Money & Career
Create a budget that really works
Money & Career
Create a budget that really works
Even though your paycheque seems to pull a Houdini act and disappear just days after being deposited, you may be loath to sit down and actually figure out where all your money goes. Instead you'll bemoan the high cost of living, endure moments of panic and hope that soon your barely existing bank balance will magically grow. But the real trick to saving more is to create a budget and stick to it.
Laurie Campbell, a program manager with the nonprofit Credit Counselling Service of Toronto, compares budgeting not to sorcery but to dieting. It requires careful planning, can feel restrictive at times and may take a while before you see results, she says. But just as when you drop a dress size, when you lighten your debt load, you feel great.
So if your money has a habit of slipping through your fingers like a magic coin, here's a simple four-step process to help you keep on top of your spending.
1. Establish a savings goal.
If you're going to go on a diet but have no idea what your ideal weight would be, why would you bother dieting in the first place, asks Campbell. Similarly, the first step toward creating a budget is to set a goal: it could be putting away a fixed amount in your RRSP every year, planning a kitchen reno or paying for your child's braces.
Or maybe you've used $15,000 on your line of credit and you want to pay it off in two years. Your goal would be to apply $625 toward that debt every month. Setting a goal lets you keep your eyes on the prize. "It's the entire reason for the budget and keeps you motivated about saving," says Campbell.
2. Track your spending.
This is the time-consuming part. For a month or two, you and your spouse should each write down every single cent you spend -- from the 75-cent newspaper you pick up on your way to work to the bag of chips you buy at your kid's hockey practice. Add it all up at the end of the month and apply this total against your net earnings to see if -- and how much -- you may be coming up short.
Nine years ago Audrey Hensen, 44, and her husband, Rick Hughes, 46, created their first budget to finance Audrey's 4-1/2-year leave from her job as a teacher, so she could stay home with their three children. The couple bought a simple accounting book and divided their expenses into various categories -- fixed costs (such as mortgage payments and car insurance), household expenses (such as utilities), food, clothing, discretionary spending, etc.
If you want to go the high-tech route there are software programs, such as Intuit's Quicken and Microsoft's Money, that allow you to track expenses, or you can simply log everything onto an Excel spreadsheet. Do what works best for you.
To track daily expenses, stick a Post-it note in your wallet and jot down all your purchases. Then transfer them to a notebook or software program once you're at home.
Page 1 of 2 -- Discover more great tips to creating a budget on page 2.
3. Calculate where to cut.
Here's where your real work begins. It's time to evaluate each category and determine how you can trim, or slash, expenses. You may be surprised by how much money gets gobbled up by seemingly inconsequential things -- going grocery shopping without your list (or when you're hungry) might eat up $50 more than usual; the Friday night dinner, movie and babysitter combo can set you back $150.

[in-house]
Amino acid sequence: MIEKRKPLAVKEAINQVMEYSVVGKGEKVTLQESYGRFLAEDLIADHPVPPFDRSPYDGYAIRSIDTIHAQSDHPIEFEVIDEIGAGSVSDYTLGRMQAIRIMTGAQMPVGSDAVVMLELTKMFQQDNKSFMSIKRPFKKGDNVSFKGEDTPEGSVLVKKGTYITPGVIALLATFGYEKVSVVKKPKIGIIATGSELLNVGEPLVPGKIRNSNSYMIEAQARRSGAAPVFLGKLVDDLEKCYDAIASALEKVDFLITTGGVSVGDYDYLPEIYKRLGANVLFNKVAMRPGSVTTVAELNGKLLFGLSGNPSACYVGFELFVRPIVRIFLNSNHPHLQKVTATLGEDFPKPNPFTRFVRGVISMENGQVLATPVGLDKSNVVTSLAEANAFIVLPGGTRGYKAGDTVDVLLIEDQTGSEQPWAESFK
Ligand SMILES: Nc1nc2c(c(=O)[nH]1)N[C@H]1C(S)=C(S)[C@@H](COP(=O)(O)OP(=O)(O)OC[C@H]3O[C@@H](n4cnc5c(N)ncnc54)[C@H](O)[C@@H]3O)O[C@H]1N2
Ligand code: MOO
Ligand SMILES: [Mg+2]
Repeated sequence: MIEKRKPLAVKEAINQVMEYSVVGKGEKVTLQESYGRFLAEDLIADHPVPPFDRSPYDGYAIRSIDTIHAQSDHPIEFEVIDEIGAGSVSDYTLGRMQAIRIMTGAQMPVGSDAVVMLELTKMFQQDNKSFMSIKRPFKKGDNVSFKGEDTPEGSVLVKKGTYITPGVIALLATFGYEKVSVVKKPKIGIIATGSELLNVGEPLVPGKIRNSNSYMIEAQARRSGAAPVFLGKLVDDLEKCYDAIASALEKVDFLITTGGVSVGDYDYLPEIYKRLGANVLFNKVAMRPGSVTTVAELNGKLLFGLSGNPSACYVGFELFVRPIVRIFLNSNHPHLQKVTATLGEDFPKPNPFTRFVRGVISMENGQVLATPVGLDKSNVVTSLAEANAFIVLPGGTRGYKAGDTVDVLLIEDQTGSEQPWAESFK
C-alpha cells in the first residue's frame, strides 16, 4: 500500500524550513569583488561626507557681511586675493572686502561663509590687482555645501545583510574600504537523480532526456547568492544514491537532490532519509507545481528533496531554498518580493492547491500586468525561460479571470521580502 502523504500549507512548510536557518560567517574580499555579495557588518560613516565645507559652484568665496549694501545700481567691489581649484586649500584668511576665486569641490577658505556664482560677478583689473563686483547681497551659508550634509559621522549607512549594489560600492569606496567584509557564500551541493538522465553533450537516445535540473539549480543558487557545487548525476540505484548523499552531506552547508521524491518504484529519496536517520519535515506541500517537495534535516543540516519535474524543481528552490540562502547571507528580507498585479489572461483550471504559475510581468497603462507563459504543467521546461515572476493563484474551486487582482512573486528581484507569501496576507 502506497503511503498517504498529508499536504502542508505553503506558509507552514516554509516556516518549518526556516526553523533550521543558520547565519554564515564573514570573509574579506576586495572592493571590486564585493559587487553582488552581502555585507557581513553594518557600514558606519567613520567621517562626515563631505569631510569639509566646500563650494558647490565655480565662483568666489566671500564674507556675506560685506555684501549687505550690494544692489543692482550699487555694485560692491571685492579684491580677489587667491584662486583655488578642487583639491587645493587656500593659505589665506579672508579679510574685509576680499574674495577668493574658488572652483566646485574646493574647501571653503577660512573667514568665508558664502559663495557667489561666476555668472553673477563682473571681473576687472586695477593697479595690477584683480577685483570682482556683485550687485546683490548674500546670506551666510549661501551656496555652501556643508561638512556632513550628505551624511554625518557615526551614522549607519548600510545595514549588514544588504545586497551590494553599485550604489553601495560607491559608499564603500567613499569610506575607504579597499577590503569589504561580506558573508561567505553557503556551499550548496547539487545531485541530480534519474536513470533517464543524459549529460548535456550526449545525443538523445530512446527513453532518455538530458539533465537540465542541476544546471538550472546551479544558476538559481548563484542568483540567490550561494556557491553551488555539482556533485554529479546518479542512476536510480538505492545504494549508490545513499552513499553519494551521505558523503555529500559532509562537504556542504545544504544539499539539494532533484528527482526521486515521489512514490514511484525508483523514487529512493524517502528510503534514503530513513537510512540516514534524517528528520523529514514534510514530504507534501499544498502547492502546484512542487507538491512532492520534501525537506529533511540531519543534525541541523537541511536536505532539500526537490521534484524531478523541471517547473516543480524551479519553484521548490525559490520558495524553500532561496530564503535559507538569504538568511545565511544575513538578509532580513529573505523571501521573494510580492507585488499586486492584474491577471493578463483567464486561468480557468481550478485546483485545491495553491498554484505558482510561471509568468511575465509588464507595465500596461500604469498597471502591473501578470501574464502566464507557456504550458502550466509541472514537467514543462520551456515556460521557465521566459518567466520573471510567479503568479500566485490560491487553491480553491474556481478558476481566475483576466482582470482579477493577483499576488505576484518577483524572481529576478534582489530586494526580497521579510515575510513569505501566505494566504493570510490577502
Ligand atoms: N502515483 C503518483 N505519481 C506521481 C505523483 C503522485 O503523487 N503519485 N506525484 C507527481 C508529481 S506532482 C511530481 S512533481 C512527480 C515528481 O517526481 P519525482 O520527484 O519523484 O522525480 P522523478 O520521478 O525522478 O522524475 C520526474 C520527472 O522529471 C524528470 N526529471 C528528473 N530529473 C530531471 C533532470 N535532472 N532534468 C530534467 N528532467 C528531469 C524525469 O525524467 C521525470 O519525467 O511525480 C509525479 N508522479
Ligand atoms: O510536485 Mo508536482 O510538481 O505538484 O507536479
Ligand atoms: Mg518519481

Audrey and Rick examined their spending and came up with a list of items to cut. They made some big changes -- getting rid of one car, for example -- and a slew of smaller ones. They shopped at discount food stores, Rick stopped buying coffee out every day, and Audrey discovered the advantages of hanging out laundry instead of running the dryer. Because of changes like these, they were able to live on one income until their youngest child was ready for school. By carefully examining your expenses, you'll find there's room to pare down almost any budget.
4. Review and assess continually.
Now that you've got your budget in place and you know exactly how much to allot for things such as clothes, groceries and insurance every month, the next step is to keep yourself honest by continuously reviewing your financial affairs.
Regularly assessing your budget lets you see if you're getting closer to your goals. That, in turn, helps you shed bad spending habits that had you living paycheque to paycheque. "Once you create a new pattern of spending for a few months, it becomes ingrained in your lifestyle and you'll be able to meet your goals," says Campbell.
After the first month or two, you won't have to write down everything you spend in order to keep your budget on track.
3 budget busters
Despite our best intentions to stick to a budget, it's easy to fall off the wagon and spend money we shouldn't. Beware of these potential pitfalls.
1. Gift giving. Not surprisingly, the holiday season can be the worst time for people who are trying hard not to overspend, says Laurie Campbell of the Credit Counselling Service of Toronto. "We can go over the top buying presents for people, because it's emotional spending," she says.
2. No emergency fund. Not having money saved for emergencies (such as a new roof or car repairs) can derail your budget.
3. Budgeting too well. A budget that's too restrictive can make you yearn to break loose and indulge in impulse spending. So allow yourself some small indulgences.
What to do if you slip up?
Not sticking to your budget is a lot like falling off a bike. The best thing to do is get back up and riding again. "Don't be too hard on yourself," says Campbell. Just start fresh and figure out how you can do better next month. If you've racked up expenses on your credit card, for example, make a commitment to either not use it next month or keep it at home. "The key is to learn from your mistakes."
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